South Cot execs to national gov’t: See you in court

KORONADAL CITY (MindaNews/11 September)—South Cotabato officials are unfazed by the prospects of facing court charges involving its controversial open-pit mining ban.

Separately speaking over a local radio station here Tuesday, Gov. Arthur Y. Pingoy Jr. and Vice Gov. Elmo B. Tolosa said the provincial government is ready to face a legal battle should the national government instigate a case.

“That’s the right forum that can properly decide this once and for all,” said Pingoy, referring to the provincial open-pit ban that pro-mining groups argued contradicts the Mining Act of 1995 or Republic Act 7942.

Should a case be lodged by the national government, the governor said the matter would be referred to the provincial legal office for the defense of the ordinance, which poses an obstacle to the $5.9-billion Tampakan copper-gold project of Sagittarius Mines, Inc.

Pingoy said the provincial government has been consistent in its stand that an LGU has the power to put in place environmental protective measures as warranted by the Local Government Code.

The governor said the possible legal confrontation between the national government and the provincial government could have been avoided if only the former consulted the latter before the issuance of the mining contract to the proponent.

Pingoy has maintained that the open-pit ban will be implemented in the province until a court decides against it.

Tolosa said the Sangguniang Panlalawigan has been anticipating that the open-pit ban will be legally challenged.

“We welcome it [court case] although there could be some ways to resolve this problem,” he said.

On top of the list to resolve the issue is for Sagittarius Mines to abandon the open-pit method and employ other means of mining, Tolosa, the provincial board’s presiding officer, said.

He stressed that the province did not ban mining but only the open-pit method of extraction.

Sagittarius Mines has said the safest and most economical way to extract the minerals is through open-pit mining due to the shallow location of the deposits.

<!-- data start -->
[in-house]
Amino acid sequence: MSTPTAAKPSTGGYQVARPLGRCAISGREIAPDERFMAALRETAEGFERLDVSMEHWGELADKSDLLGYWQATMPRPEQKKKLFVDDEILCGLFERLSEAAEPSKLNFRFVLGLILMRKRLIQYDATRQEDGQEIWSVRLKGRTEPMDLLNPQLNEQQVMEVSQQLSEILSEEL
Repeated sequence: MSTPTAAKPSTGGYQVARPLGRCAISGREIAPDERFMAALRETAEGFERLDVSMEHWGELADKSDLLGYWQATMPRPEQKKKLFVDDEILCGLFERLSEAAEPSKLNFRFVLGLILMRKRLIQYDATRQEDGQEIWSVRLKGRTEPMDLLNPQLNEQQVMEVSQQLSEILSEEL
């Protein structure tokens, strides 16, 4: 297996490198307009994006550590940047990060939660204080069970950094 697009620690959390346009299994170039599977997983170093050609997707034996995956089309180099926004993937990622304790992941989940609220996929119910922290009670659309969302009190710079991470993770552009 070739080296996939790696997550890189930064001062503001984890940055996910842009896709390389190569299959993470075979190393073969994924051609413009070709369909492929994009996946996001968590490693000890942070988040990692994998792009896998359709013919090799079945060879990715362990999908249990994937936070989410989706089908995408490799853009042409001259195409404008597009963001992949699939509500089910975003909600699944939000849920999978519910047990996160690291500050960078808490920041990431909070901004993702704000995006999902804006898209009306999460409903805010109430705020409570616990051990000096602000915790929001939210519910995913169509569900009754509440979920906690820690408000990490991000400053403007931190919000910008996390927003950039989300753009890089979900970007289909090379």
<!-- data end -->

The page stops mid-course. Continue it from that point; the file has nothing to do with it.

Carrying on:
Tolosa also cited the Local Government Code in asserting that the province’s open-pit ban has significant legal basis.

The possible filing of cases against LGUs with conflicting ordinances against the mining act reportedly arose during the consultation last week in Manila conducted by the Mines Industry Coordinating Council, which is drafting the implementing rules and regulations for the new mining policy issued through Executive Order 79 last July.

Sought for confirmation on Tuesday, Rocky Dimaculangan, vice president for communications of the Chamber of Mines of the Philippines, said he was not present in that meeting.

However, he added that government should take the lead in filing cases against LGUs that have conflicting ordinances with the national mining law.

“For us as contractors of mining agreements, the government should do its part so that the contracts could push ahead,” Dimaculangan said on the phone, adding that nothing in the constitution bans open-pit mining.

In July, Environment Secretary Ramon Paje, said that EO 79, which President Benigno C. Aquino III signed on July 6, does not invalidate the open-pit mining ban imposed by South Cotabato.

“It [open pit ban] remains valid until invalidated by competent authorities,” Paje said in a televised press briefing in Malacanang. (Bong S. Sarmiento/MindaNews)

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